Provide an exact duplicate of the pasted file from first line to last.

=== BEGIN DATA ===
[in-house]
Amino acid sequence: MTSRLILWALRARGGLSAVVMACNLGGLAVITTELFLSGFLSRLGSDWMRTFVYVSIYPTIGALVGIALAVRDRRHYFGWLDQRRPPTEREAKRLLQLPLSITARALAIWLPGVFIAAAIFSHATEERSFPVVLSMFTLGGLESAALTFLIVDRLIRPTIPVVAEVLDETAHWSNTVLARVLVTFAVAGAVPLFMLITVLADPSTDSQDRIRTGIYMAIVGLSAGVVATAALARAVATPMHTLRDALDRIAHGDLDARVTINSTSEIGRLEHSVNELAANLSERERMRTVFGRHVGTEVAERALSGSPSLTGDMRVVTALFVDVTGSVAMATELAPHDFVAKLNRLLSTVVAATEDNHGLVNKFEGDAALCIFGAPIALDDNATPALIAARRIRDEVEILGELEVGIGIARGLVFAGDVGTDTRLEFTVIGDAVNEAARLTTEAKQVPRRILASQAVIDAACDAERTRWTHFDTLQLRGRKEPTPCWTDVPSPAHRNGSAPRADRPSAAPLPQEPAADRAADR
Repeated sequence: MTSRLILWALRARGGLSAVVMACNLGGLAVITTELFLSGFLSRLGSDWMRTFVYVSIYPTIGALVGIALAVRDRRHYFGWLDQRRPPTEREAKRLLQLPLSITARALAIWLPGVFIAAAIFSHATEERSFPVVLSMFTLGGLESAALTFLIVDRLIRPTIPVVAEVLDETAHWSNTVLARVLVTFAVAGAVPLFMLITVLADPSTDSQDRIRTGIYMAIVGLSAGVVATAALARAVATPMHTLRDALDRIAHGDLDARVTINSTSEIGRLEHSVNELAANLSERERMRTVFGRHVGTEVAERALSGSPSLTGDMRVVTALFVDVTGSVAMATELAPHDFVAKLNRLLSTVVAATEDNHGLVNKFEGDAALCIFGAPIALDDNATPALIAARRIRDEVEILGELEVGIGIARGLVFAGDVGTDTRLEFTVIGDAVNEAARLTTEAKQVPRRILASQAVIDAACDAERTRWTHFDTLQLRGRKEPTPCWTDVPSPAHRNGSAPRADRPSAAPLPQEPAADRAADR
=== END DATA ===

[in-house]
Amino acid sequence: MTSRLILWALRARGGLSAVVMACNLGGLAVITTELFLSGFLSRLGSDWMRTFVYVSIYPTIGALVGIALAVRDRRHYFGWLDQRRPPTEREAKRLLQLPLSITARALAIWLPGVFIAAAIFSHATEERSFPVVLSMFTLGGLESAALTFLIVDRLIRPTIPVVAEVLDETAHWSNTVLARVLVTFAVAGAVPLFMLITVLADPSTDSQDRIRTGIYMAIVGLSAGVVATAALARAVATPMHTLRDALDRIAHGDLDARVTINSTSEIGRLEHSVNELAANLSERERMRTVFGRHVGTEVAERALSGSPSLTGDMRVVTALFVDVTGSVAMATELAPHDFVAKLNRLLSTVVAATEDNHGLVNKFEGDAALCIFGAPIALDDNATPALIAARRIRDEVEILGELEVGIGIARGLVFAGDVGTDTRLEFTVIGDAVNEAARLTTEAKQVPRRILASQAVIDAACDAERTRWTHFDTLQLRGRKEPTPCWTDVPSPAHRNGSAPRADRPSAAPLPQEPAADRAADR
Repeated sequence: MTSRLILWALRARGGLSAVVMACNLGGLAVITTELFLSGFLSRLGSDWMRTFVYVSIYPTIGALVGIALAVRDRRHYFGWLDQRRPPTEREAKRLLQLPLSITARALAIWLPGVFIAAAIFSHATEERSFPVVLSMFTLGGLESAALTFLIVDRLIRPTIPVVAEVLDETAHWSNTVLARVLVTFAVAGAVPLFMLITVLADPSTDSQDRIRTGIYMAIVGLSAGVVATAALARAVATPMHTLRDALDRIAHGDLDARVTINSTSEIGRLEHSVNELAANLSERERMRTVFGRHVGTEVAERALSGSPSLTGDMRVVTALFVDVTGSVAMATELAPHDFVAKLNRLLSTVVAATEDNHGLVNKFEGDAALCIFGAPIALDDNATPALIAARRIRDEVEILGELEVGIGIARGLVFAGDVGTDTRLEFTVIGDAVNEAARLTTEAKQVPRRILASQAVIDAACDAERTRWTHFDTLQLRGRKEPTPCWTDVPSPAHRNGSAPRADRPSAAPLPQEPAADRAADR